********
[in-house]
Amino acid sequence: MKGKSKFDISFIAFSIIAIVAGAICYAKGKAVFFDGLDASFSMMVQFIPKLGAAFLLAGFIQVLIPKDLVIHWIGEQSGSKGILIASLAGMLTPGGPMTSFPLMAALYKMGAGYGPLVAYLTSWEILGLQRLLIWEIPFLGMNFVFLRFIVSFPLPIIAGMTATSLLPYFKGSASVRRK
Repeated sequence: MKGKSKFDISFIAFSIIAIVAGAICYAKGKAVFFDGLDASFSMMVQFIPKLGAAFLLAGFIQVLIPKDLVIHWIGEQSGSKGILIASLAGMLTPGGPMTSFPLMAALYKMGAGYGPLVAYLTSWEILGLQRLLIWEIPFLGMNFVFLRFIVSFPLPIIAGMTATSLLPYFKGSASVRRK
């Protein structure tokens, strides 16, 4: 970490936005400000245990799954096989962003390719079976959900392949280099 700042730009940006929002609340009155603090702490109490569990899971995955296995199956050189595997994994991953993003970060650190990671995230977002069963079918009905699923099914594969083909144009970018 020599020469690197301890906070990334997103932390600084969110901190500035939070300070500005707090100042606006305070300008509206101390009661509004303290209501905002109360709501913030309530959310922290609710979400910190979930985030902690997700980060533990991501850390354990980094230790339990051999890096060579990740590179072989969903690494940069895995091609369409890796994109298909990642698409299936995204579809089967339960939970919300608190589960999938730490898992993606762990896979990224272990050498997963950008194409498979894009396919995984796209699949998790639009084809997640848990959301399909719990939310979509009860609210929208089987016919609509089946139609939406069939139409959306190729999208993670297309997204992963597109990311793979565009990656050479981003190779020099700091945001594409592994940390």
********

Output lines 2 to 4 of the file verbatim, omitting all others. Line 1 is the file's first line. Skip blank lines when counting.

Amino acid sequence: MKGKSKFDISFIAFSIIAIVAGAICYAKGKAVFFDGLDASFSMMVQFIPKLGAAFLLAGFIQVLIPKDLVIHWIGEQSGSKGILIASLAGMLTPGGPMTSFPLMAALYKMGAGYGPLVAYLTSWEILGLQRLLIWEIPFLGMNFVFLRFIVSFPLPIIAGMTATSLLPYFKGSASVRRK
Repeated sequence: MKGKSKFDISFIAFSIIAIVAGAICYAKGKAVFFDGLDASFSMMVQFIPKLGAAFLLAGFIQVLIPKDLVIHWIGEQSGSKGILIASLAGMLTPGGPMTSFPLMAALYKMGAGYGPLVAYLTSWEILGLQRLLIWEIPFLGMNFVFLRFIVSFPLPIIAGMTATSLLPYFKGSASVRRK
């Protein structure tokens, strides 16, 4: 970490936005400000245990799954096989962003390719079976959900392949280099 700042730009940006929002609340009155603090702490109490569990899971995955296995199956050189595997994994991953993003970060650190990671995230977002069963079918009905699923099914594969083909144009970018 020599020469690197301890906070990334997103932390600084969110901190500035939070300070500005707090100042606006305070300008509206101390009661509004303290209501905002109360709501913030309530959310922290609710979400910190979930985030902690997700980060533990991501850390354990980094230790339990051999890096060579990740590179072989969903690494940069895995091609369409890796994109298909990642698409299936995204579809089967339960939970919300608190589960999938730490898992993606762990896979990224272990050498997963950008194409498979894009396919995984796209699949998790639009084809997640848990959301399909719990939310979509009860609210929208089987016919609509089946139609939406069939139409959306190729999208993670297309997204992963597109990311793979565009990656050479981003190779020099700091945001594409592994940390």